News has come in that the drought has become so severe in Los Angeles that there are now water police who are checking out those who are using too much water. A team of 5 named The Water Conservation Response Unit who are part of Department of Water and Power and their aim is to “educate customers about the importance of practicing water conservation.”
There have been reports that Enrique Silva the units’ director has been seen patrolling the neighbourhoods looking for residents who are not being careful with water, so those using sprinklers beware!!
He said “We will look for people irrigating on the wrong day, especially the one thing we’re looking for is water running in the street, run-off. It can be for any different reason, usually from irrigation being on too long.”
The records show that this is the third year that there has been the need to describe it as a severe drought and there are concerns that the underground aquifers will run dry. If this happens there will be around 40 million people who could be left without water.
Due to the information they have received, the DWP has put restrictions on gardens being watered every day and one of the requests made is that cacti are used in garden design as this will help in the future. Sprinklers can’t be used during the day and if there is evidence that this has happened, pictures are taken and a warning letter will be produced.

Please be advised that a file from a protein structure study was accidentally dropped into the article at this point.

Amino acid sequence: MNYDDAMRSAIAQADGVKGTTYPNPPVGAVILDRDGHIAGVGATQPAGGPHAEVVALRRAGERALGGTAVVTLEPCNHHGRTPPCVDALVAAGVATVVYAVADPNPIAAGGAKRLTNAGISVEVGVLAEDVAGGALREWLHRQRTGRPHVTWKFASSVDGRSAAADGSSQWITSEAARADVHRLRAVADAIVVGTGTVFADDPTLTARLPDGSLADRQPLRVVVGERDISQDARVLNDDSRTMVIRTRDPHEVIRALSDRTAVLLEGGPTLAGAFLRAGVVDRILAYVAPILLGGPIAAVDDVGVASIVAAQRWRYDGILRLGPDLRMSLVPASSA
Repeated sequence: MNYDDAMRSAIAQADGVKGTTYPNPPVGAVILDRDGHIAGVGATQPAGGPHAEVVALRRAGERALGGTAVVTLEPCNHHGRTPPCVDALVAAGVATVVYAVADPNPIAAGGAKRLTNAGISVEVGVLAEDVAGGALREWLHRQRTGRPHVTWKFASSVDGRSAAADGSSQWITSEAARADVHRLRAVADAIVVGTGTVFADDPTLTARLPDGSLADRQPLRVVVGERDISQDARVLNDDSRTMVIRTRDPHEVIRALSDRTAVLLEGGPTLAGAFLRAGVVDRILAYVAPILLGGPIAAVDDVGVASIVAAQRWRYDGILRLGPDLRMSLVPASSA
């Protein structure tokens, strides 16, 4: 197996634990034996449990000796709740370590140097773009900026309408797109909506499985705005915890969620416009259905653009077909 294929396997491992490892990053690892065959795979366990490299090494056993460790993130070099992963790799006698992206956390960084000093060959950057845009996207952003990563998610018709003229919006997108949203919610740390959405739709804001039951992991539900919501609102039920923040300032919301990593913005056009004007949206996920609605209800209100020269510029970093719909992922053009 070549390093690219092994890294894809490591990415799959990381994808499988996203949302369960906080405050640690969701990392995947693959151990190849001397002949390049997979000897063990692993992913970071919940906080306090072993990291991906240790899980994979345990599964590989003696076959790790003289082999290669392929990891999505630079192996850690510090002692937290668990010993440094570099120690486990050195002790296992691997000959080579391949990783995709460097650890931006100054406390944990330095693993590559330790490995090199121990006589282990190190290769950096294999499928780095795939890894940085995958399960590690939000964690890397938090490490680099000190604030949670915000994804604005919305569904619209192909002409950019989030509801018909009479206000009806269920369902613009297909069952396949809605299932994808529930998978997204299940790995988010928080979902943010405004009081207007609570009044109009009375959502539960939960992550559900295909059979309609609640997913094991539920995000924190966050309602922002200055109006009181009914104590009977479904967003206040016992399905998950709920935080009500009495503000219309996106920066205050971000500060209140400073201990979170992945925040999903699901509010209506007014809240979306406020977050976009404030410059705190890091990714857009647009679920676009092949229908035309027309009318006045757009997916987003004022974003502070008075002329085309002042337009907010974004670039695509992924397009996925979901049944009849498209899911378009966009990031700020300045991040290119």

Silva has gone on to explain that “we’re more in an educational phase. We feel that people understand that we are in a drought and we feel that if people know the rules, they’ll comply with them.” He went on to explain that there can only be watering carried out three times each week and that the letter will give the position and also the consequences – a fine of up to $100 can be levied.
Director of the California Center for Sustainable Communities at the University of California Los Angeles (UCLA) Stephanie Pincetl said “Maybe in years where there is a lot water, the water can be less expensive, but in years that are becoming more normal where there is less water, that water is very expensive. Because watering a lawn is not a necessity for human wellbeing.”
Some residents will inform of neighbours using too much water and knowing it is not an automatic fine stops them from feeling guilty. The last word goes to Mahmoud Jahedmanesh who says of some neighbours “When I see them every day they’re watering their lawn, after they were told to conserve water and they don’t — maybe they should just give them a little notice or something.”